Non-conventional Solar Absorbers

Low cost, earth-abundant light absorbers are of great interest for use in terrestrial photovoltaics and in artificial photosynthesis. Non-conventional solar absorbers, e.g., zinc phosphide (Zn3P2), cuprous oxide (Cu2O) and pyrite (FeS2), are promising materials for solar energy conversion and have received renewed interests after early work in 1980s. The Lewis group is interested in studying the interface chemistry and fundamental energy-conversion properties of these non-conventional solar absorbers.

Zinc Phosphide

Zinc phosphide is one of the most promising materials for low-cost solar cells. It has a direct bandgap near 1.5 eV, both of its constituent elements are cheap and earth abundant and electron diffusion length in p-type Zn3P2 is relatively long (>10 um). We have successfully demonstrated synthesis of quasi-single crystal Zn3P2 by physical vapor transport (Figure 1). We are investigating various surface treatment for Zn3P2 to decrease the surface recombination velocity (Figure 2). We are also investigating solar cell performances of Mg/Zn3P2 diodes.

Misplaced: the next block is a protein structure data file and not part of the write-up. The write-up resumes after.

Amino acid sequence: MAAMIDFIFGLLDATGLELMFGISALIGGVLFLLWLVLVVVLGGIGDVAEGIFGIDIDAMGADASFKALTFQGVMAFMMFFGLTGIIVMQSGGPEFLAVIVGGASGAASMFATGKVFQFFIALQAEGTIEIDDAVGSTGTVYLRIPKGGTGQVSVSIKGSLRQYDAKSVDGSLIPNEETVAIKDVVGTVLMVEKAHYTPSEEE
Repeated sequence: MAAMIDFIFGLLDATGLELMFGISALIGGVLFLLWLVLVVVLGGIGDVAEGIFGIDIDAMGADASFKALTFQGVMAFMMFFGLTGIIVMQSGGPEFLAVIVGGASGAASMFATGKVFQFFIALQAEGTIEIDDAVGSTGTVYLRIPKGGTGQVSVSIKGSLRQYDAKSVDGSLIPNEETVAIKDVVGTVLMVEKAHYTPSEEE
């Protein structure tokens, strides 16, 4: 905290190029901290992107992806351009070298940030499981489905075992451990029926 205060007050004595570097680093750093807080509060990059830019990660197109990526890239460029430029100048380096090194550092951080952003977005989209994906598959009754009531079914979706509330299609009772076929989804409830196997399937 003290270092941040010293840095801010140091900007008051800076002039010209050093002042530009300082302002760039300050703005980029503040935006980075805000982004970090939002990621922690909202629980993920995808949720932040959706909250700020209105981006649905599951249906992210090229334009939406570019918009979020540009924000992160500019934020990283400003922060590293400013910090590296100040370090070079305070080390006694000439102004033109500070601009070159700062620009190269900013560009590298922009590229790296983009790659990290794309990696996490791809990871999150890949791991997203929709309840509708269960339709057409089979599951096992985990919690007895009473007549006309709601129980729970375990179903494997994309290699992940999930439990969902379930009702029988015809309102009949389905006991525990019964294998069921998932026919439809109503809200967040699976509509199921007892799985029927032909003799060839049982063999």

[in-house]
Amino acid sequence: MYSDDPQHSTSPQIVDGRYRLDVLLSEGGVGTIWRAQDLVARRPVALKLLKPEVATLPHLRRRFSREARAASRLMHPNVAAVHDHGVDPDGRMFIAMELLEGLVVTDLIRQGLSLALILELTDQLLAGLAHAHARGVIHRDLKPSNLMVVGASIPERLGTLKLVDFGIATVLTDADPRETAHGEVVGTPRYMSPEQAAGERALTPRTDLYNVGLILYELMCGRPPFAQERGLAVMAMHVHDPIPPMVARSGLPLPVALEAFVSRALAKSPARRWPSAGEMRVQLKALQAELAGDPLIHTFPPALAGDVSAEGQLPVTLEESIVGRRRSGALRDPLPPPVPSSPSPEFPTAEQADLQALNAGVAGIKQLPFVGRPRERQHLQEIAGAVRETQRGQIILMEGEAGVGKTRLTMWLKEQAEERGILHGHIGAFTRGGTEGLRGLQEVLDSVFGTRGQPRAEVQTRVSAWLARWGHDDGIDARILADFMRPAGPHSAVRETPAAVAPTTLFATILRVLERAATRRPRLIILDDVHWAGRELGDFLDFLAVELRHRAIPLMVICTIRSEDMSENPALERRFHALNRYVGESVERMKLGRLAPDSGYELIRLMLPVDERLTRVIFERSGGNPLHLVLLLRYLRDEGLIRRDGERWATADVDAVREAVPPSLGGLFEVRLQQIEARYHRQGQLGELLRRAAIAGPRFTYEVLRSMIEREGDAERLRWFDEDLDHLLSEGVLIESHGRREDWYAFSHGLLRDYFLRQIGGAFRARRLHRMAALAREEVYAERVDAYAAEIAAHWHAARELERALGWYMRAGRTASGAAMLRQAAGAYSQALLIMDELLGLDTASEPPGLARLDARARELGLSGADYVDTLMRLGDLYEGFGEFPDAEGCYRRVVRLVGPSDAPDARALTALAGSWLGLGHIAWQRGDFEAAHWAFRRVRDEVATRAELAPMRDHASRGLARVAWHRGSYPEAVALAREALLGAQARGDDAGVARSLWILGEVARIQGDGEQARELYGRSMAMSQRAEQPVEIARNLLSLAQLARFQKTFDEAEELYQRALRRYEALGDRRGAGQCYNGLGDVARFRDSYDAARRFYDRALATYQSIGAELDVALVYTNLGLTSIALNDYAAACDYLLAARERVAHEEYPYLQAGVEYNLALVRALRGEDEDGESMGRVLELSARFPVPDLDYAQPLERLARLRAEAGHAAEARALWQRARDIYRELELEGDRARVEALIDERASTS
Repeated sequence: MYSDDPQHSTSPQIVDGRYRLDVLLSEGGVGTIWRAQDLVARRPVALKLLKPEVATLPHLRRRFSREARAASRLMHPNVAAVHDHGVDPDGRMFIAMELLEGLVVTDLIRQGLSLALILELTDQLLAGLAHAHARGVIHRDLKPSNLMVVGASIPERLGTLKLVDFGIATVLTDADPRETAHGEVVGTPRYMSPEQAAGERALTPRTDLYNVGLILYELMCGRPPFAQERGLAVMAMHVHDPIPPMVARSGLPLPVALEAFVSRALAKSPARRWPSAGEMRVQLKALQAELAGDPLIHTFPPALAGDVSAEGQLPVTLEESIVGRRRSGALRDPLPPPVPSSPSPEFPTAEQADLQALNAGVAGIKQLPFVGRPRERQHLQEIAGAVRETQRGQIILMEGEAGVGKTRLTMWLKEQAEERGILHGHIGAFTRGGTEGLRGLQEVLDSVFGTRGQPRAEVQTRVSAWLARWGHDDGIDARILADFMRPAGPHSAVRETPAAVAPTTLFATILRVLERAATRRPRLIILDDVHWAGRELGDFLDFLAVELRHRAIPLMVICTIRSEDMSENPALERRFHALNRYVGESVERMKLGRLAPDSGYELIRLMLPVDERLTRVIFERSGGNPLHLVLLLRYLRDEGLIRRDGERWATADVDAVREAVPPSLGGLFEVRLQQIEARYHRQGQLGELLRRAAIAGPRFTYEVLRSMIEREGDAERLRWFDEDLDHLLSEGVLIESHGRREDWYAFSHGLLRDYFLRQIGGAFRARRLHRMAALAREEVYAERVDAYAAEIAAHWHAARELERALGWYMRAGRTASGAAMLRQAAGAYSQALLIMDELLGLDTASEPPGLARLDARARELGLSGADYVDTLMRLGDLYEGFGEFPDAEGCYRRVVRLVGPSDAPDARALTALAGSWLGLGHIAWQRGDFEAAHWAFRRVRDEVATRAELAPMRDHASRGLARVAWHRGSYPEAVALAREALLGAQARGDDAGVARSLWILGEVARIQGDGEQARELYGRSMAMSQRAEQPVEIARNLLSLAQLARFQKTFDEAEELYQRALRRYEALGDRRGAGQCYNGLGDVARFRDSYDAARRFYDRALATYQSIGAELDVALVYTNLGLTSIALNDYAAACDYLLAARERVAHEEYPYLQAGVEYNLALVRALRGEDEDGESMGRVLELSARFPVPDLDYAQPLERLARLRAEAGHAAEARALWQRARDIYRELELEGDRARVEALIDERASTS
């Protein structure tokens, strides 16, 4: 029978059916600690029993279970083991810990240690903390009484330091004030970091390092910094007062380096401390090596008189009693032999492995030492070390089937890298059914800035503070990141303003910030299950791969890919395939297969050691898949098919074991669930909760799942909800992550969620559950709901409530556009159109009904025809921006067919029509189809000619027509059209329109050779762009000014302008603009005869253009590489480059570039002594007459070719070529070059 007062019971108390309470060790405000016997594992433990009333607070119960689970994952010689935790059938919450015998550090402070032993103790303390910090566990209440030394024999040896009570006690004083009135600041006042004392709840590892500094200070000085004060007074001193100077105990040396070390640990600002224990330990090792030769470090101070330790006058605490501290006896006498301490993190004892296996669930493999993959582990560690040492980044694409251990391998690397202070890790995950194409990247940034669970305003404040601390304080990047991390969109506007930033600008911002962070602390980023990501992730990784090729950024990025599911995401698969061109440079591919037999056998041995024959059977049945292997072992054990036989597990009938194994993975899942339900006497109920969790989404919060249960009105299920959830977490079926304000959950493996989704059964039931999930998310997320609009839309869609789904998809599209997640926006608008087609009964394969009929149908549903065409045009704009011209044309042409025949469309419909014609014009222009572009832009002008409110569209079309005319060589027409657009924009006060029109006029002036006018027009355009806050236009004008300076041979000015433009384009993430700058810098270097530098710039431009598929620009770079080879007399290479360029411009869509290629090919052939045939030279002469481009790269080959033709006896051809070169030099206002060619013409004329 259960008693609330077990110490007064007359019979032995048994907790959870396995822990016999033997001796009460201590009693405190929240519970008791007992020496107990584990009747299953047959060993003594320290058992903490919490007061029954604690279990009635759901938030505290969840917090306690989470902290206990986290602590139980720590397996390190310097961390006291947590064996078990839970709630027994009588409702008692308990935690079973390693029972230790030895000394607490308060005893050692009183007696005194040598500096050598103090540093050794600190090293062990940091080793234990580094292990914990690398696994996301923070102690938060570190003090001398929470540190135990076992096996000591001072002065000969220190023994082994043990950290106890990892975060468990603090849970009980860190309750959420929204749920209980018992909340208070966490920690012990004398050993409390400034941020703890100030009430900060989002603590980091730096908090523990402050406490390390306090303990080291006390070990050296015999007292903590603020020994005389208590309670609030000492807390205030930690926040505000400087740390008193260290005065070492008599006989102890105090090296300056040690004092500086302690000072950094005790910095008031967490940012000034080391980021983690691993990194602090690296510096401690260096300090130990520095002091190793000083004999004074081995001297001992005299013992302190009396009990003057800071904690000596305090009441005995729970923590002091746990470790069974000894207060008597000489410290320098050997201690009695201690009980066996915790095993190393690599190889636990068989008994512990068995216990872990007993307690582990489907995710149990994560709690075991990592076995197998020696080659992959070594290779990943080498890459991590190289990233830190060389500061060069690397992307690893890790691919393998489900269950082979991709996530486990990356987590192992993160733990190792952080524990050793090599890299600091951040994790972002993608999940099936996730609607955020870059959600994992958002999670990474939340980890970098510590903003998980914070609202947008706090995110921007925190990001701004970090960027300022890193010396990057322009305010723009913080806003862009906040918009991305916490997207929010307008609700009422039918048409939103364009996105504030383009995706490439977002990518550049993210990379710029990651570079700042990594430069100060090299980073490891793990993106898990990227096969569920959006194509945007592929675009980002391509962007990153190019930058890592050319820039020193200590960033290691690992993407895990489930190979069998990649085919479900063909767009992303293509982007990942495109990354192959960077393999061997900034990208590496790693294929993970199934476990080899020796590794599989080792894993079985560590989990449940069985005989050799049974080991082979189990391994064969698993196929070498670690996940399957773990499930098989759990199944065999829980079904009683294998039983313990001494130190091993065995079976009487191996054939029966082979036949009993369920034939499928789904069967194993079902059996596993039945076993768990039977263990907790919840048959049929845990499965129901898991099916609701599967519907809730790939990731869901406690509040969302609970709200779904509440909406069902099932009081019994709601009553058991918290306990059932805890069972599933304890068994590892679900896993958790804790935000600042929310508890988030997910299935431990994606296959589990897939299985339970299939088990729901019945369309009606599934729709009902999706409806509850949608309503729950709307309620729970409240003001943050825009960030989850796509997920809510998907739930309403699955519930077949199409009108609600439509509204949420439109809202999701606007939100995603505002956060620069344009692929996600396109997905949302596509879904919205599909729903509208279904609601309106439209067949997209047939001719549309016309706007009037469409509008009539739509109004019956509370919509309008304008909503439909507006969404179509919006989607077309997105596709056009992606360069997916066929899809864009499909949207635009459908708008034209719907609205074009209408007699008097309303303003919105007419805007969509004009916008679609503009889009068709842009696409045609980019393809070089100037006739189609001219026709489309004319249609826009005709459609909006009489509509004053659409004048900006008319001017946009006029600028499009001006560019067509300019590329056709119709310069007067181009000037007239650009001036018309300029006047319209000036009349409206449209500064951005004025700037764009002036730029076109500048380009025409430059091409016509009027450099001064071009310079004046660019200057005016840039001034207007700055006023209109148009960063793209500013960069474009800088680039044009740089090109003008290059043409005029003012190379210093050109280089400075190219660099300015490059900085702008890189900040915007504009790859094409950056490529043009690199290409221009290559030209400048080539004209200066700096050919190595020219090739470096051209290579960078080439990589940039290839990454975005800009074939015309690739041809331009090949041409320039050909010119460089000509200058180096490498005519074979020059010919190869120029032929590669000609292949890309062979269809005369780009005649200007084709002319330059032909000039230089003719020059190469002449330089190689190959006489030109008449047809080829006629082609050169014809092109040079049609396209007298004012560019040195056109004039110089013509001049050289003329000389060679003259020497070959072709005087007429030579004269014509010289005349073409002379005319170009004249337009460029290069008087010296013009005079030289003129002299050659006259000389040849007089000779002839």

Fig. 1. Preparation of quasi-single crystal Zn3P2 substrates.

Fig. 2. Photoluminescence (PL) data demonstrate the improved quality of chemically-treated Zn3P2 surfaces. Time-resolved PL decays show a reduction in surface recombination velocity (SRV) and inset shows enhanced steady-state PL from HF:H2O2 treatment.

Cuprous Oxide

Cuprous oxide is a native p-type semiconductor, with a bandgap of 2.0 eV and relatively high absorption coefficient in the visible spectrum range. We are developing synthesis techniques for preparing high quality Cu2O substrates (Figure 3). We are using semiconductor/liquid contacts to investigate the energy-conversion properties of prepared substrates (Figure 4). We are also interested in exploring other hetero-junction partners for cuprous oxide substrates.

Fig. 3. Synthesis of Cu2O substrates by high temperature thermal oxidation.
Fig. 4. 820 mV open-circuit voltages were observed from Cu2O photoelectrodes in contact with the decamethylcobaltocene+/0 (Me10CoCp2+/0) redox couple. Inset shows an electron diffraction image of the grain structure in Cu2O substrates.


  1. G. M. Kimball, A. M. Muller, N. S. Lewis and H. A. Atwater, “Photoluminescence-based measurements of the energy gap and diffusion length of Zn3P2”,Appl. Phys. Lett. 95, 112103 (2009).
  2. C. Xiang, G. M. Kimball, R. L. Grimm, B. S. Brunschwig, H. A. Atwater, and N. S. Lewis, “820 mV open-circuit voltages from Cu2O/CH3CN junctions”, Energy Environ. Sci.,4, 1311-1318 (2011).

Lewis Research Group, Division of Chemistry and Chemical Engineering
Caltech 127-72, 1200 East California Boulevard, Pasadena, California 91125